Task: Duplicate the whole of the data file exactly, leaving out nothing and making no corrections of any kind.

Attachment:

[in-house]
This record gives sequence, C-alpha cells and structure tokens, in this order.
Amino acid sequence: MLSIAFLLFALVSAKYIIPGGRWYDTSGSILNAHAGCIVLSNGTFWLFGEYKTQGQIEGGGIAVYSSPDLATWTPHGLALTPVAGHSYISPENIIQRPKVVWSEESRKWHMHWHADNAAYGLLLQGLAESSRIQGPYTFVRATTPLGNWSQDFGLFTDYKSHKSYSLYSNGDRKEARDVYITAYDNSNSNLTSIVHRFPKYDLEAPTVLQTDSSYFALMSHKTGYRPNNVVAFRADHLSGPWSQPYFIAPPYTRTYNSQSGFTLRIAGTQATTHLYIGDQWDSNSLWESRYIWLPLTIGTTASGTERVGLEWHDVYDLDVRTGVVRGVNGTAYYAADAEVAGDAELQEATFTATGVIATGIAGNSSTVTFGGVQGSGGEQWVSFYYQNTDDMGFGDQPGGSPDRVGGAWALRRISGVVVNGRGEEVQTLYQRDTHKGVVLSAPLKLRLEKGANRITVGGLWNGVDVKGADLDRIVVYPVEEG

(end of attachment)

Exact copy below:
[in-house]
This record gives sequence, C-alpha cells and structure tokens, in this order.
Amino acid sequence: MLSIAFLLFALVSAKYIIPGGRWYDTSGSILNAHAGCIVLSNGTFWLFGEYKTQGQIEGGGIAVYSSPDLATWTPHGLALTPVAGHSYISPENIIQRPKVVWSEESRKWHMHWHADNAAYGLLLQGLAESSRIQGPYTFVRATTPLGNWSQDFGLFTDYKSHKSYSLYSNGDRKEARDVYITAYDNSNSNLTSIVHRFPKYDLEAPTVLQTDSSYFALMSHKTGYRPNNVVAFRADHLSGPWSQPYFIAPPYTRTYNSQSGFTLRIAGTQATTHLYIGDQWDSNSLWESRYIWLPLTIGTTASGTERVGLEWHDVYDLDVRTGVVRGVNGTAYYAADAEVAGDAELQEATFTATGVIATGIAGNSSTVTFGGVQGSGGEQWVSFYYQNTDDMGFGDQPGGSPDRVGGAWALRRISGVVVNGRGEEVQTLYQRDTHKGVVLSAPLKLRLEKGANRITVGGLWNGVDVKGADLDRIVVYPVEEG